In an edition of the Journal of Applied Philosophy released this week, several academics discussed Peter Singer’s influential theory of “speciesism”.
In an edition of the Journal of Applied Philosophy released this week, several academics discussed Peter Singer’s influential theory of “speciesism” – the view that human beings are inherently prejudiced toward their own species over others.
The target article of the discussion, the transcript of a lecture given by Yale philosopher Shelly Kagan, offers what Kagan says is a refutation of Singer’s notion of speciesism. Kagan, both an ethicist and metaphysician, considers in particular the moral ontology underpinning Singer’s theory, and argues that Singer provides insufficient evidence to show that sentience is the morally relevant property that one should consider when evaluating the importance of different species’ interests.
“…when a speciesist claims that it is more important to avoid human pain than it is to avoid animal pain — even pains of equal duration and intensity — Singer insists that this is mere prejudice: ‘pain is pain’ he tells us (Animal Liberation, p. 20). But what is the argument for this last step?…”
“…I do think we have to recognize that one would be hard pressed to think of anything other than intuition to support the claim that the line between sentience and nonsentience is a morally significant one…”
Kagan argues for a form of what he calls modal personalism – the view that what makes an entity morally more important is the modal property of “potential personhood” (i.e. the ability to become a person).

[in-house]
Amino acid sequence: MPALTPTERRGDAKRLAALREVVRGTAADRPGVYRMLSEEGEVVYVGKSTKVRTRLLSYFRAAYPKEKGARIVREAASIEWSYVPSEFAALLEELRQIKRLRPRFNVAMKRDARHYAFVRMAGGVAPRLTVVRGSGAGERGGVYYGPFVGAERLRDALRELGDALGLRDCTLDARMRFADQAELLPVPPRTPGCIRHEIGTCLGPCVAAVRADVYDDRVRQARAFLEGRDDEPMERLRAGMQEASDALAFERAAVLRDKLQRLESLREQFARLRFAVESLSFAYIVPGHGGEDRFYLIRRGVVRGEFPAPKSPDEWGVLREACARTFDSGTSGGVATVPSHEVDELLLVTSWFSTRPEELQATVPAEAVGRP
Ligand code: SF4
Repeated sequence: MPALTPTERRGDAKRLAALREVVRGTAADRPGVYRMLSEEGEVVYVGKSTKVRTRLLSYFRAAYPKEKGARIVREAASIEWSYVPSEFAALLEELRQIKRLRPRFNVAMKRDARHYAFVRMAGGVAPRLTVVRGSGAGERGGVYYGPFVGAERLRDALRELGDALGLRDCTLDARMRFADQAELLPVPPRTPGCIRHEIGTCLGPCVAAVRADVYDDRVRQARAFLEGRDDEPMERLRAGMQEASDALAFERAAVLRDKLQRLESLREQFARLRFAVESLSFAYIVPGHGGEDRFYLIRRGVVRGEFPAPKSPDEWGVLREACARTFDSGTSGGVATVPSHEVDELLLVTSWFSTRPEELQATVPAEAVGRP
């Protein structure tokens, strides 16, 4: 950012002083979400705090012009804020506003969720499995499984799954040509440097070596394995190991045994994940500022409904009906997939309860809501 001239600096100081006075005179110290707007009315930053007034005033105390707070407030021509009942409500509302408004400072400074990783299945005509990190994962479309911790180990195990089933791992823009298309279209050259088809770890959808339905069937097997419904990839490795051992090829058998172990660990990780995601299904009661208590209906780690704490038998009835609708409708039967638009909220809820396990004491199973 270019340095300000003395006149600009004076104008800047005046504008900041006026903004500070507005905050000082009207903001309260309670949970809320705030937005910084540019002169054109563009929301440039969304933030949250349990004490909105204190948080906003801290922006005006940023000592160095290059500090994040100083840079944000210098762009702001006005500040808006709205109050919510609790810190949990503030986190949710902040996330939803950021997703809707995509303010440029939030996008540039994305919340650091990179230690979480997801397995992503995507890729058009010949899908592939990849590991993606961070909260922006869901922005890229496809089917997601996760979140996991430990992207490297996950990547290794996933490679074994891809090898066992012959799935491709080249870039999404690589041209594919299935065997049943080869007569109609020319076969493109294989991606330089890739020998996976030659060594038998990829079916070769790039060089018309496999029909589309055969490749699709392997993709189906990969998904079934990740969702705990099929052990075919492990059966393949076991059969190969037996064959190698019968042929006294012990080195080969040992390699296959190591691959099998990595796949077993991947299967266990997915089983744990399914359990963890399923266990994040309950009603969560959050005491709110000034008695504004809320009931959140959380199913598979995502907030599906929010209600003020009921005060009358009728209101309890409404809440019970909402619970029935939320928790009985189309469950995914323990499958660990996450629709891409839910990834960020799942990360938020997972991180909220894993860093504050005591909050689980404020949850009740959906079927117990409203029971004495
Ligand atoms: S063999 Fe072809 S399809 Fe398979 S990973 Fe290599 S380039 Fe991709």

In a reply to Kagan, George Washington University bioethicist David De Grazia challenges the claim that potential personhood is grounds for giving moral status to an entity. De Grazia writes:
“…If a human being is not a person but would have been if not for some improbable accident that occurred when he was an infant, we may rationally regret his lack of personhood. But it is much less clear that the fact that he could have been a person constitutes a reason to regard him as having higher moral status than he enjoys just on the basis of his categorical (as opposed to modal) properties…”
Oxford ethicist Jeff McMahan objects to Kagan’s characterisation of personhood on the grounds that it could potentially privilege those with more cognitive functioning than those with less cognitive functioning:
“…According to this understanding of modal personism, both non-persons that once had the potential to become persons and non-persons that actually have the potential to become persons are modal persons and presumptively have a higher moral status than non-persons that have never had the potential to become persons…It seems to imply, for example, that the interests of a mature human foetus matter more than the comparable interests of a severely cognitively impaired adult, provided that the latter’s actual psychological capacities are not significantly higher than those of the foetus…”
Singer himself argues that Kagan has misconstrued his argument against speciesism, and quotes passages from Animal Liberation that Kagan appears to have omitted from his discussion. Interestingly, Singer compares Kagan’s critique “to the view standardly put forward by proponents of a natural law ethic when defending their opposition to abortion and to euthanasia for profoundly intellectually disabled humans”.
Singer under fire, again. This time over speciesism
- Can machines be moral? - March 7, 2021
- Can we synthesise Christianity moral theology with secular bioethics? - November 28, 2020
- Euthanasia polling data may fail to capture people’s considered views - August 15, 2020